9. ! Moderator Note Discussion has that advantage, certainly, but only when one listens rather than lectures. Unfortunately, you aren't discussing this, so nobody is learning anything they really need to. Discussion would mean you actually incorporate comments from others in your replies. Instead we see an outlined lecture series you obviously don't want any critique on. Please go elsewhere to do this kind of blogging. Nobody is interested in that format here. This is a science discussion forum. Thread closed.
  10. What if this is an evolutionary advantage? We don't need the hair for warmth much anymore. It takes up resources to maintain. It can be a hygiene issue. Some studies show men who're completely bald are seen as stronger, bigger, more confident, and more intelligent, so a lack is not necessarily a selection issue. I'm curious why you don't think any of this is being done already, other than the fact that there's no viable product. Curing male pattern baldness would be the greatest discovery since instant erections. Maybe even more popular, since the results are more visible.
  11. I think many people try to stitch together the random pieces they hear from folks like Lazar. And when you try to make sense out of something that way, you fill in the gaps with what you know, so it comes off sounding pretty feasible. You "figure it out" and it seems to make sense, but only to you. I actually think this is part of why people who should know better justify some of the claims Trump makes. They hear his hopscotch talk, fill in the weird gaps with what they know, and suddenly they think he may know what he's talking about.
  12. I think you misunderstand skepticism. It's not a fence one sits on constantly. It's a brief stopover on the way to deciding how trustworthy a specific bit of information is. I don't approach everything skeptically, but extraordinary claims need to be investigated. That kind of skepticism drives a person to dig as deeply as they need to to satisfy "the nature of knowledge". My outlook is that people like Lazar will NEVER offer meaningful contributions to science by starting with flawed premises, so I'm not rejecting his ideas simply because they involve aliens. Joseph Newman initially persuaded many folks that he'd made a breakthrough in physics by combining a gyroscope with an inductor in a novel way. His claims of overunity through the manipulation of an abnormally large EM field sounded like just the kind of serendipitous accident all inventors dream of, and his carny pitch was perfect until the evidence failed to hold up. Even he couldn't recreate his original design, and he claimed he couldn't let anyone examine it because the USPTO denied his patent. He had an answer for everything except his poor methodology and his basic misunderstandings. He drove a car with his engine in it around stadiums full of people, but in the end none of that amounted to an ounce of real evidence.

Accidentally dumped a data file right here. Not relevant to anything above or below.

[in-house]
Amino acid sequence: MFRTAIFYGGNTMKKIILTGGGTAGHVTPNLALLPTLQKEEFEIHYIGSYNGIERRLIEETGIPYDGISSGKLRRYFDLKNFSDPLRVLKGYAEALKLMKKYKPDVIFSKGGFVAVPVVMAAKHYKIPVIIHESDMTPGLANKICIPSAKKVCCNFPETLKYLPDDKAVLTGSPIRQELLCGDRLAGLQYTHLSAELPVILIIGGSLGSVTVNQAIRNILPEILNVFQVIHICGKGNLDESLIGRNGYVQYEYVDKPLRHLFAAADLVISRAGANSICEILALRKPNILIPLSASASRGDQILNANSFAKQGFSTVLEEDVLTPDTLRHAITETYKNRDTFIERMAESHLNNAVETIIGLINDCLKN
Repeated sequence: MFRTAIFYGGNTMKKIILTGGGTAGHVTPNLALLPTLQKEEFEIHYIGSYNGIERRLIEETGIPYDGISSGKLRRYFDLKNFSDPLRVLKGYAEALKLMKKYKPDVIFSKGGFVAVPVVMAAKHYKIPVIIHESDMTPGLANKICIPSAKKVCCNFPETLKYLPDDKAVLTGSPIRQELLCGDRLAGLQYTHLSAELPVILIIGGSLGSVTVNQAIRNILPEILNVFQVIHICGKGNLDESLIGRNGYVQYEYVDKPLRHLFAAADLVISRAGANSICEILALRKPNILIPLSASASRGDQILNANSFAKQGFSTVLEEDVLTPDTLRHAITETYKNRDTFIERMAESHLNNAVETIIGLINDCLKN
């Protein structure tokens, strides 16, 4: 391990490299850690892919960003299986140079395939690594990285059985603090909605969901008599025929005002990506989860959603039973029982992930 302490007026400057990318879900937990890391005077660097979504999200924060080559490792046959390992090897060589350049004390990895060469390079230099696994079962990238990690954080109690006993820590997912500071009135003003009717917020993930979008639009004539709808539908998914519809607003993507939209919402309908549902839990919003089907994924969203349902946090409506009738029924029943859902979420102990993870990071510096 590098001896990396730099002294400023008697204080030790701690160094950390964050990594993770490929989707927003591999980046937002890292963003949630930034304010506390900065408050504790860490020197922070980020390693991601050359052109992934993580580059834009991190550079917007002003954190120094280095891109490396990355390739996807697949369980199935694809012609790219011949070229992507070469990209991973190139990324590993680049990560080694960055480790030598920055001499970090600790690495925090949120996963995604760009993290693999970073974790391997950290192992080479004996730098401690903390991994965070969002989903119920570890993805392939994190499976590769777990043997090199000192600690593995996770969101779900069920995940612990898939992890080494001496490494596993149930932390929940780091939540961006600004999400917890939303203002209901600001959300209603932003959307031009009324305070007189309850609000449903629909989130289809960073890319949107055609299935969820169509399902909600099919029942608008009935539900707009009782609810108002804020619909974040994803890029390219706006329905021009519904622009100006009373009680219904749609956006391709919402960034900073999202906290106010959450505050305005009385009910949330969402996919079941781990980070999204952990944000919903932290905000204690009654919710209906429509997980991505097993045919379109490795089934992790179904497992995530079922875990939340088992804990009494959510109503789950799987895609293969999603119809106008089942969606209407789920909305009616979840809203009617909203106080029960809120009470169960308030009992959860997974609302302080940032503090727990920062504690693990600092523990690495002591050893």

13. Nothing is ever "definitively provable", not in science, but that's not the point. The claim, anyone's claim, has to have something reasonably persuasive about it to start with, and also avoid basic mistakes along the way. A lack of reason coupled with misunderstandings and a lack of supporting evidence means I can safely ignore this, and not have to consider it just because it's not necessarily untrue.
  14. Do you have any current funding figures to share? Otherwise, aren't you assuming funding is not enough based on the fact that you still age? Why assume there's not enough interest in a "fountain of youth"? Also, I don't see how anyone could give you any accurate timeline based on "Let's spend $1000/person on this". I would imagine funding is not the biggest problem with extending life.
  15. ! Moderator Note I'm ordering a closure on this one for sanitary reasons, because it's starting to smell funny.